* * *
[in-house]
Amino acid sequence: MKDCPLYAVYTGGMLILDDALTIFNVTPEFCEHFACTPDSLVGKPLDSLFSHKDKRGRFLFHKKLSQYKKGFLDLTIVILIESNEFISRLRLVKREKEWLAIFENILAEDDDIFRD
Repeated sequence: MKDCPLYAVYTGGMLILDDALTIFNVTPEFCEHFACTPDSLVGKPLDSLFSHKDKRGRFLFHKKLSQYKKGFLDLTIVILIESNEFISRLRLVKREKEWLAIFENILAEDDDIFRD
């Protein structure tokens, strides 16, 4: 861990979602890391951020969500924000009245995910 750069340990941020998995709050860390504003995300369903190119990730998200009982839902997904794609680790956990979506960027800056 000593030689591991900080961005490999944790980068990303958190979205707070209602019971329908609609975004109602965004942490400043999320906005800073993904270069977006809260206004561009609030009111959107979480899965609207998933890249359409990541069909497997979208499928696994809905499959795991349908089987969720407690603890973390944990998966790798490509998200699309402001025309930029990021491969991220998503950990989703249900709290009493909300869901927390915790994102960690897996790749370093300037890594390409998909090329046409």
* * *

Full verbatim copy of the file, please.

[in-house]
Amino acid sequence: MKDCPLYAVYTGGMLILDDALTIFNVTPEFCEHFACTPDSLVGKPLDSLFSHKDKRGRFLFHKKLSQYKKGFLDLTIVILIESNEFISRLRLVKREKEWLAIFENILAEDDDIFRD
Repeated sequence: MKDCPLYAVYTGGMLILDDALTIFNVTPEFCEHFACTPDSLVGKPLDSLFSHKDKRGRFLFHKKLSQYKKGFLDLTIVILIESNEFISRLRLVKREKEWLAIFENILAEDDDIFRD
């Protein structure tokens, strides 16, 4: 861990979602890391951020969500924000009245995910 750069340990941020998995709050860390504003995300369903190119990730998200009982839902997904794609680790956990979506960027800056 000593030689591991900080961005490999944790980068990303958190979205707070209602019971329908609609975004109602965004942490400043999320906005800073993904270069977006809260206004561009609030009111959107979480899965609207998933890249359409990541069909497997979208499928696994809905499959795991349908089987969720407690603890973390944990998966790798490509998200699309402001025309930029990021491969991220998503950990989703249900709290009493909300869901927390915790994102960690897996790749370093300037890594390409998909090329046409």